Organizing your library project with StealJS

With StealJS you can easily set up an open-source library that fits with the way you like to organize your code. A common directory structure might look like this:

- src
  - main.js
  - dep.js
- test
  - test.html
  - test.js

In order to keep a shallow folder structure we've divided the library's source code in src and its tests in test. The root directory only contains our package.json and a Gruntfile.js for builds.

With this structure you might try to install your module with NPM:

npm install my-module --save

And then load it in your project:

import myModule from "my-module";

However this will fail because your main is not pointing to right place. Imagine your main.js look like:

import dep from "my-module/dep";

Steal will look for dep.js in the project's root folder. To set an alternative root, correctly called the lib folder, set it in the package.json:

  "name": "my-module",
  "main": "dist/cjs/main.js",
  "system": {
    "main": "main",
    "directories": {
      "lib": "src"

This tells Steal that your library's code is nested under the src folder. This makes it easy to refer to your module by name in its internal code. With your test do the same thing:

import myModuleDep from "my-module/dep";

Will correctly load src/dep.js if that's the module you want to test.


If you're only target Steal you can go ahead and publish your module on NPM. But if you want to reach users of other module loaders you should set up a build script. steal-tools makes this easy. For example if using Grunt:

  "steal-export": {
    dist: {
      system: {
        config: "package.json!npm"
      outputs: {
        "+cjs": {},
        "+amd": {},
        "global-js": {]

Then by simply running grunt steal-export will produce dist/cjs, dist/amd, and dist/global folders containing code that will run in RequireJS, Browserify, and as a browser global. Read the full guide on setting up an export for your project for more.

See bit-tabs for a full example of this directory structure in action.

I'm Sold on HTML-based Templating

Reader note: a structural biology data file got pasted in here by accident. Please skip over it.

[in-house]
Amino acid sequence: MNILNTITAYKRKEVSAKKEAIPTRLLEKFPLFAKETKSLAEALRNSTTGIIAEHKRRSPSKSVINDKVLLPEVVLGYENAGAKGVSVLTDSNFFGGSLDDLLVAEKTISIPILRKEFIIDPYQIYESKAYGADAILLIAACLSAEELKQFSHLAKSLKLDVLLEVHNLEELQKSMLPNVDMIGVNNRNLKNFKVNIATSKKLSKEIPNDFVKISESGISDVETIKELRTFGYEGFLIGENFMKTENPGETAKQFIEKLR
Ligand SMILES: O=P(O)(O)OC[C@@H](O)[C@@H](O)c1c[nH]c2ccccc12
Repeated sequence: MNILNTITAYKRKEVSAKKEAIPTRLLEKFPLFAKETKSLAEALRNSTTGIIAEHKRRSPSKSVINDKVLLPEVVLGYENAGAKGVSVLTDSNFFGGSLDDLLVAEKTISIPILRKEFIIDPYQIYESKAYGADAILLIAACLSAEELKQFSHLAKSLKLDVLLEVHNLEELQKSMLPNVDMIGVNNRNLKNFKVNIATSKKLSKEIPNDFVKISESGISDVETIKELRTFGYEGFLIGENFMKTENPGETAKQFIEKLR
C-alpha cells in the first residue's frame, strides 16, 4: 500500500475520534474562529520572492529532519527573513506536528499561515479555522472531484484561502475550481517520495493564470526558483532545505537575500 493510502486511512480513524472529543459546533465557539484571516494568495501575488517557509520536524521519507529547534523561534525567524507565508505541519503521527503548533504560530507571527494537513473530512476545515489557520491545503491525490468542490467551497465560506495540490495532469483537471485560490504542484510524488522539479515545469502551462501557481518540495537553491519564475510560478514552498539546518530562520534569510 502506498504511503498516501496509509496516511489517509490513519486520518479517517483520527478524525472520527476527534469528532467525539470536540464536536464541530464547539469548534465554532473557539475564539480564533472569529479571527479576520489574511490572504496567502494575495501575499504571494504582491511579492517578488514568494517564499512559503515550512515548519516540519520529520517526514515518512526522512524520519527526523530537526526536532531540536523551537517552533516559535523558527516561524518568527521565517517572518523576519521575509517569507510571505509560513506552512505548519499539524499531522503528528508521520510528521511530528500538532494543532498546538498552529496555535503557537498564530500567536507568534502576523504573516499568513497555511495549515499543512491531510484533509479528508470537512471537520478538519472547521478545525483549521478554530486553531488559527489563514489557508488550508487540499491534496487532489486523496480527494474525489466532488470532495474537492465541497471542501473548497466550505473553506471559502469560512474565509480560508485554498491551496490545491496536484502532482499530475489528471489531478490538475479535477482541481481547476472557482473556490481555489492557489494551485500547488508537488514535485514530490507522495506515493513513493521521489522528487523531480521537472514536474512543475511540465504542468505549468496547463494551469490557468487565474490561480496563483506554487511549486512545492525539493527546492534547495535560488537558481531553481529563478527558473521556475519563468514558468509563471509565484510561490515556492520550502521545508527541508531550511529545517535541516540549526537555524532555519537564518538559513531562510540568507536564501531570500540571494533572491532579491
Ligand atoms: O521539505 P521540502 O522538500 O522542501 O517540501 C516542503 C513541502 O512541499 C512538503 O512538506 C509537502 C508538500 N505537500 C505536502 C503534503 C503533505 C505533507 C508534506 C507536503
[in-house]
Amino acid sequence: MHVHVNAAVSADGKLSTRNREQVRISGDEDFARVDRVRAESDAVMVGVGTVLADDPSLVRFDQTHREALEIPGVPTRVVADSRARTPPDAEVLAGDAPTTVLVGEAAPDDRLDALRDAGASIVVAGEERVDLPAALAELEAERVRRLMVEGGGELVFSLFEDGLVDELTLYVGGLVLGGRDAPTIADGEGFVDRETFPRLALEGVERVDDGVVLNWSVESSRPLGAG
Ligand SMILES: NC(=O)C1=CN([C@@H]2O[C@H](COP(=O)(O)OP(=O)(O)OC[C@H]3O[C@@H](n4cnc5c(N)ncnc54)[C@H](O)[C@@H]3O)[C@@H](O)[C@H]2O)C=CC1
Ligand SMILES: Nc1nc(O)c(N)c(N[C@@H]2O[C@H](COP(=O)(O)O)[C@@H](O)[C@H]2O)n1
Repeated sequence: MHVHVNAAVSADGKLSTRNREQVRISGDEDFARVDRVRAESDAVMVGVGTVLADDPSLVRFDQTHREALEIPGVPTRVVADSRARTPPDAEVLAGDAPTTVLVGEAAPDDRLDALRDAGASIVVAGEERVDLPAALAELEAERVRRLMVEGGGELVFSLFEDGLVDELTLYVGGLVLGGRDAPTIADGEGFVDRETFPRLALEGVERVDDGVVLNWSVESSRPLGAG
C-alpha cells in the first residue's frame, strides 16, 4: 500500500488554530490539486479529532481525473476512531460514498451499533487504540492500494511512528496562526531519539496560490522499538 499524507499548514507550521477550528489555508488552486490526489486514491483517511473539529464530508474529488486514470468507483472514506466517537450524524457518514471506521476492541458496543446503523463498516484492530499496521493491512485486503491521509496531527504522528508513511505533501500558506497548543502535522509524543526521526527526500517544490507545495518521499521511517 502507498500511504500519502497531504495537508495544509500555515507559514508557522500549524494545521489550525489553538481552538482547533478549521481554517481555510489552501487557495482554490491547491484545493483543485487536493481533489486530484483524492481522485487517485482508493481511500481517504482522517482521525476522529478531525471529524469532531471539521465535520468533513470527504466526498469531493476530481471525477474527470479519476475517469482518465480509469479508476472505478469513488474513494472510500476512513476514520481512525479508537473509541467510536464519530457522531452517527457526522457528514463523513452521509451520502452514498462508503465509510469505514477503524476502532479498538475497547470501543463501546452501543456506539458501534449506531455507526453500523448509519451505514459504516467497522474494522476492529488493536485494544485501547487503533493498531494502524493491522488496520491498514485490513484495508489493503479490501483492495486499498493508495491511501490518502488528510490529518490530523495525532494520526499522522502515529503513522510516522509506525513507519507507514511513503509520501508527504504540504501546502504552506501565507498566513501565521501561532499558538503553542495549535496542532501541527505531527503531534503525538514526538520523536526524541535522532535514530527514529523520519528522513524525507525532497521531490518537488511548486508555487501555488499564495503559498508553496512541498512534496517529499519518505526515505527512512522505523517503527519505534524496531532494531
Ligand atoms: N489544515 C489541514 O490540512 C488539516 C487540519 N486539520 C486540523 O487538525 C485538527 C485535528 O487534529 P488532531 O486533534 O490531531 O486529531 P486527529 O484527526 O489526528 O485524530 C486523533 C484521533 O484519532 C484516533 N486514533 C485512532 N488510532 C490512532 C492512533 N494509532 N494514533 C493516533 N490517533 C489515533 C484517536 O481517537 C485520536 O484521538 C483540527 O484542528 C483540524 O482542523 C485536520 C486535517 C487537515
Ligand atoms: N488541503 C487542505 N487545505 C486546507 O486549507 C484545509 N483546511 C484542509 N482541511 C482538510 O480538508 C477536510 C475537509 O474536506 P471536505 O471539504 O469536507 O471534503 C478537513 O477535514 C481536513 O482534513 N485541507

I've finally come around to liking HTML-based templates. I've been a hold-out for a long time but I'm finding it harder and harder to resist the tide and I'm officially calling it today; HTML templates have won.

What am I talking about? If you've done heavy JavaScript developer since, well the dawn of time, you're probably used to creating templates a lot like this:

<script type="text/mustache" id=template">
  <div><span>Hello</span> {{name}}</div>

This is a hack, always has been. The script tag was never intended to hold arbitrary strings for later processing, but it does, so it's always been a good fit for templates. Then Web Components came around (which I've written about here) and introduced the <template> tag. The template tag brought some major benefits; namely that the content is parsed but not executed. This means that a template can have <script> tags with JavaScript, CSS, etc. and none of it is ran until the template is inserted into the page.

This is great! This means you can define, for example, a custom element and it's template, then have some JavaScript to execute on insert. Then to activate a template all you have to do is use document.importNode and insert it anywhere you like and boom, it's like inserting new HTML into the page.

How Things Changed

The problem with templates has always been that they do not define a data-binding strategy. And for obvious reasons they can't. Can you imagine Mozilla, Google, Microsoft, Apple and others all agreeing on, for example, Mustache as the data-binding language for templates? No way! Never going to happen. And because of that we only get basic HTML. The problem is that basic HTML isn't all that great for dynamic creation. It's just XML, and XML just has tags and attributes. That doesn't have the power of a string-concatenation-based templating language like Mustache.

But it doesn't matter. Angular has shown that HTML-based templating can work. And devs have spoken; we like to put the HTML straight into the page. Adding script tags or importing HTML from a module-loader feels foreign and weird.

So the question becomes, will there be a standard developed around HTML-based templates? Probably not. But there are certainly a variety of patterns that are emerging, such as for-each="items" to iterate a list. One of my colleagues David Luecke released HTML Breezy recently, a Virtual-DOM backed HTML based templating engine that runs in both Node and the browser. So me, I'm sold. My next templating language will be HTML. The <template> tag is too compelling to continue to ignore.